ZTE Corporation, China Telecom, Huawei and VisualCamp are among the players pushing for a 5G virtual revolution in Asia.
ZTE and China Telecom demoed a 5G 8K+VR (virtual reality) ultra-wide bandwidth experience at Mobile World Congress (MWC) Shanghai 2019 this week.
The Chinese companies also arranged a 5G Tour that travelled 5km with continuous coverage of the 5G network onboard a dedicated bus.
On the tour, visitors enjoyed 5G-8K VR panoramic live streaming, 16-channel HD video live streaming, and 5G commercial smartphone video calls.
A screen on the bus showed the real-time 5G date rate that visitors can achieve, with a peak date rate of more than 1GBPS.
Empowered by the technologies of China Telecom and ZTE, the 5G-8K VR panorama live streaming combines 8K and VR technology.
The images and data captured by a 8K VR 360-degree camera are transmitted through a 5G network, allowing visitors to wear VR glasses and enjoy an immersive viewing experience.
Attendees of MWC Shanghai 2019 this week were treated to a global 5G immersion experience exhibition, featuring the Fourth Global VR Conference, and an augmented reality (AR)/VR expo.
Another Chinese tech company, Huawei, provided updates on its plans for 5G, including cloud VR and AR applications together with South Korea’s LG U+.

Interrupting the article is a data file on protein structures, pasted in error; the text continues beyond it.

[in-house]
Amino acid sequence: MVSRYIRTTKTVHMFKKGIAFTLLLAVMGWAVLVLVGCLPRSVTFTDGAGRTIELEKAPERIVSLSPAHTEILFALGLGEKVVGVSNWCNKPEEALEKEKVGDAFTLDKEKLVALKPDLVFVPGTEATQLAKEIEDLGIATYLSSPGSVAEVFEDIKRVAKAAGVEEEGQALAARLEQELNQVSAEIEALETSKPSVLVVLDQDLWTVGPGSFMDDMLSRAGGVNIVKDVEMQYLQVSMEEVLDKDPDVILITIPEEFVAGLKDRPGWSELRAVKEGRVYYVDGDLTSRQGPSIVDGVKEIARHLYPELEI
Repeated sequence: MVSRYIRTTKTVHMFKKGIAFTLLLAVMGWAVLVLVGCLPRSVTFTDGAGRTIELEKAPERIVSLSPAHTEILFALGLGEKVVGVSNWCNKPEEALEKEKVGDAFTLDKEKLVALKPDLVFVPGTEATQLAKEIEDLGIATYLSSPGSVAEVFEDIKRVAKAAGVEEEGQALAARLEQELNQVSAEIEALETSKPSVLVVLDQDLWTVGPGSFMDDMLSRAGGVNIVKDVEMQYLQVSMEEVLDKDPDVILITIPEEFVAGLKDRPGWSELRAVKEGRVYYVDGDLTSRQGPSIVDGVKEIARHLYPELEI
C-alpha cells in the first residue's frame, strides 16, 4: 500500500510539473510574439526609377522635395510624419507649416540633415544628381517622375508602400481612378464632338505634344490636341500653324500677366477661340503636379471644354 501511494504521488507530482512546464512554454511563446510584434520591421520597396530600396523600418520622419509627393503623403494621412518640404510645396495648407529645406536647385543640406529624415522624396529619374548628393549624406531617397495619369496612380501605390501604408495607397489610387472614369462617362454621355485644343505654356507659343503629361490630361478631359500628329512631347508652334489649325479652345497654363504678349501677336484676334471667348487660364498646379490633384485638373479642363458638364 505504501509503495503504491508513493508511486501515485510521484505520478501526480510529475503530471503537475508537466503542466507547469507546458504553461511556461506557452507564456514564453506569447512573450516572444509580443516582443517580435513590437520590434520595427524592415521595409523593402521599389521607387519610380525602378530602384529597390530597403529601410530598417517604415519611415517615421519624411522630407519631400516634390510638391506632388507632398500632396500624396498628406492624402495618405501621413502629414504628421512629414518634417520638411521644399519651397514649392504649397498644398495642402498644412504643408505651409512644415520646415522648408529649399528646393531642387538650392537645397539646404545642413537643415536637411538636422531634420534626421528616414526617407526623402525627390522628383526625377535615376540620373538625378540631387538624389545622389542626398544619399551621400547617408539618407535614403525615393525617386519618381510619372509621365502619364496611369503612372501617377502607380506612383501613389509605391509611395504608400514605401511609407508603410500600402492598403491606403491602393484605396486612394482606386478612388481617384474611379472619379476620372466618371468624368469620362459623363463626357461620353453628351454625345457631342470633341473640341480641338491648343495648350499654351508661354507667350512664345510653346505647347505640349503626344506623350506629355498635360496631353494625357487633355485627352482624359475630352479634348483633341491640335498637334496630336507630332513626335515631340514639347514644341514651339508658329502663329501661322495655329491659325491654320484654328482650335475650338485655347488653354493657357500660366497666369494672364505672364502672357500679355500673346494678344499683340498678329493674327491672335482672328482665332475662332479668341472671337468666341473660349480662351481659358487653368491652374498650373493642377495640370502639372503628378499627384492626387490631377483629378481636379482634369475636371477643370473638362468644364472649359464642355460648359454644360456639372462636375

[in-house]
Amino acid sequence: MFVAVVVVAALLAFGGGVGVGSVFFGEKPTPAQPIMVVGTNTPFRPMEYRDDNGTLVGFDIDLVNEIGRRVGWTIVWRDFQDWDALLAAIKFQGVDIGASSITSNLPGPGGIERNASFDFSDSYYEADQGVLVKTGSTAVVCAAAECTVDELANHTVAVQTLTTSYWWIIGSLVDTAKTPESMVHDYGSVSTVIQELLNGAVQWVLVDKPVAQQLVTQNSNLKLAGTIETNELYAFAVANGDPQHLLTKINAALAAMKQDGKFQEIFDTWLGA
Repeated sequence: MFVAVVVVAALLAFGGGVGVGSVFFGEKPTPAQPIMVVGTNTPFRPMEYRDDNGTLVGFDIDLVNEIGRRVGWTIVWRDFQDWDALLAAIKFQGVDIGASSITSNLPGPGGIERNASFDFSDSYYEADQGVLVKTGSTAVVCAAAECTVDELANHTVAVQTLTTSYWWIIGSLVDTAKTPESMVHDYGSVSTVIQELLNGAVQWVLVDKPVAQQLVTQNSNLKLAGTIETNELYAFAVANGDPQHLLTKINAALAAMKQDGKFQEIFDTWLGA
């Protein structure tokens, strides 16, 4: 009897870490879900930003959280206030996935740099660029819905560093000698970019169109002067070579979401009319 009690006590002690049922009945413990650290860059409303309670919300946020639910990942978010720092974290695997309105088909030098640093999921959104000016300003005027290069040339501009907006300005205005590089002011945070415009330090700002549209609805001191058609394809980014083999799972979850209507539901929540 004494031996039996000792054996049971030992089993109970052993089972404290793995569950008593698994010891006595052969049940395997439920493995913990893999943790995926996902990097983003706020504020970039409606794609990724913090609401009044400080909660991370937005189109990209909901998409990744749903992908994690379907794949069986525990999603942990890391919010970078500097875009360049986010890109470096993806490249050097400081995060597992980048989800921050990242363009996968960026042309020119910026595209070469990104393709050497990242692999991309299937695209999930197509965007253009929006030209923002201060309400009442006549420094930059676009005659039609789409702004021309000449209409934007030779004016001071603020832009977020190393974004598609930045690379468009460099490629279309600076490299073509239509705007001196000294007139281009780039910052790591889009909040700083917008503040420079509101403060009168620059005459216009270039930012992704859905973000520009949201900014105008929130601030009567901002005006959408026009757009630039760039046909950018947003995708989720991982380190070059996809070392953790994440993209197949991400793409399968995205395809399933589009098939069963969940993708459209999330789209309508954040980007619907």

China is bracing itself for a big technology push based on 5G connectivity.
The first 5G licences were officially issued in China this month.
Huawei has worked with China’s three major operators on large-scale 5G commercial pilots in more than 40 cities, and those networks are all ready for commercial use.
VisualCamp was among the exhibitors at MWC Shanghai 2019, showcasing its ultra-small remote eye-tracking technology.
The South Korean company offers a VR and smartphone eye-tracking software development kit for small digital devices, enabling them to detect a user’s pupil for clicking and scrolling.
VisualCamp signed a contract in February with Shenzhen Zhangkong Media, a Chinese company, to develop and supply its remote eye-tracking module.
It said the technology has several potential uses, including in education, where instructors would be able to monitor students and the effectiveness of their programme.
In medicine, the technology could be used to treat learning and developmental disabilities such as dyslexia and autism, and pre-diagnose ophthalmologic diseases such as strabismus.
Image credit: ZTE Corporation